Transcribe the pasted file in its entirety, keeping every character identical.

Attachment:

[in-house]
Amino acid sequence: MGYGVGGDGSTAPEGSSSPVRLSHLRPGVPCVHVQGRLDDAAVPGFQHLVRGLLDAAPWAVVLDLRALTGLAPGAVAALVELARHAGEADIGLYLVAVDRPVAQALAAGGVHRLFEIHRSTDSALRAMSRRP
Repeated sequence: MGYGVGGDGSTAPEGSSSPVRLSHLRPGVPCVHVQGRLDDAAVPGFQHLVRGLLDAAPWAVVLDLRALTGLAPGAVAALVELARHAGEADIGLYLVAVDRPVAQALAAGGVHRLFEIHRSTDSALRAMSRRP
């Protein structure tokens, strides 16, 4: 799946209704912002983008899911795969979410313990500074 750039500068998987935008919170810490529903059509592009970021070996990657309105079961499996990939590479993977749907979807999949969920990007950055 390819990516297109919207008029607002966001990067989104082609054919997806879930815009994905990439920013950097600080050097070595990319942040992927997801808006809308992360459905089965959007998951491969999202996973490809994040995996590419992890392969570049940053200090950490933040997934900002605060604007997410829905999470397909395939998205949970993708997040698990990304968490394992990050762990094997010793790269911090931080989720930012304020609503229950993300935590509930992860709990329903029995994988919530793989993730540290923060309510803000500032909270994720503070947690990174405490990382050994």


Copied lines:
[in-house]
Amino acid sequence: MGYGVGGDGSTAPEGSSSPVRLSHLRPGVPCVHVQGRLDDAAVPGFQHLVRGLLDAAPWAVVLDLRALTGLAPGAVAALVELARHAGEADIGLYLVAVDRPVAQALAAGGVHRLFEIHRSTDSALRAMSRRP
Repeated sequence: MGYGVGGDGSTAPEGSSSPVRLSHLRPGVPCVHVQGRLDDAAVPGFQHLVRGLLDAAPWAVVLDLRALTGLAPGAVAALVELARHAGEADIGLYLVAVDRPVAQALAAGGVHRLFEIHRSTDSALRAMSRRP
């Protein structure tokens, strides 16, 4: 799946209704912002983008899911795969979410313990500074 750039500068998987935008919170810490529903059509592009970021070996990657309105079961499996990939590479993977749907979807999949969920990007950055 390819990516297109919207008029607002966001990067989104082609054919997806879930815009994905990439920013950097600080050097070595990319942040992927997801808006809308992360459905089965959007998951491969999202996973490809994040995996590419992890392969570049940053200090950490933040997934900002605060604007997410829905999470397909395939998205949970993708997040698990990304968490394992990050762990094997010793790269911090931080989720930012304020609503229950993300935590509930992860709990329903029995994988919530793989993730540290923060309510803000500032909270994720503070947690990174405490990382050994």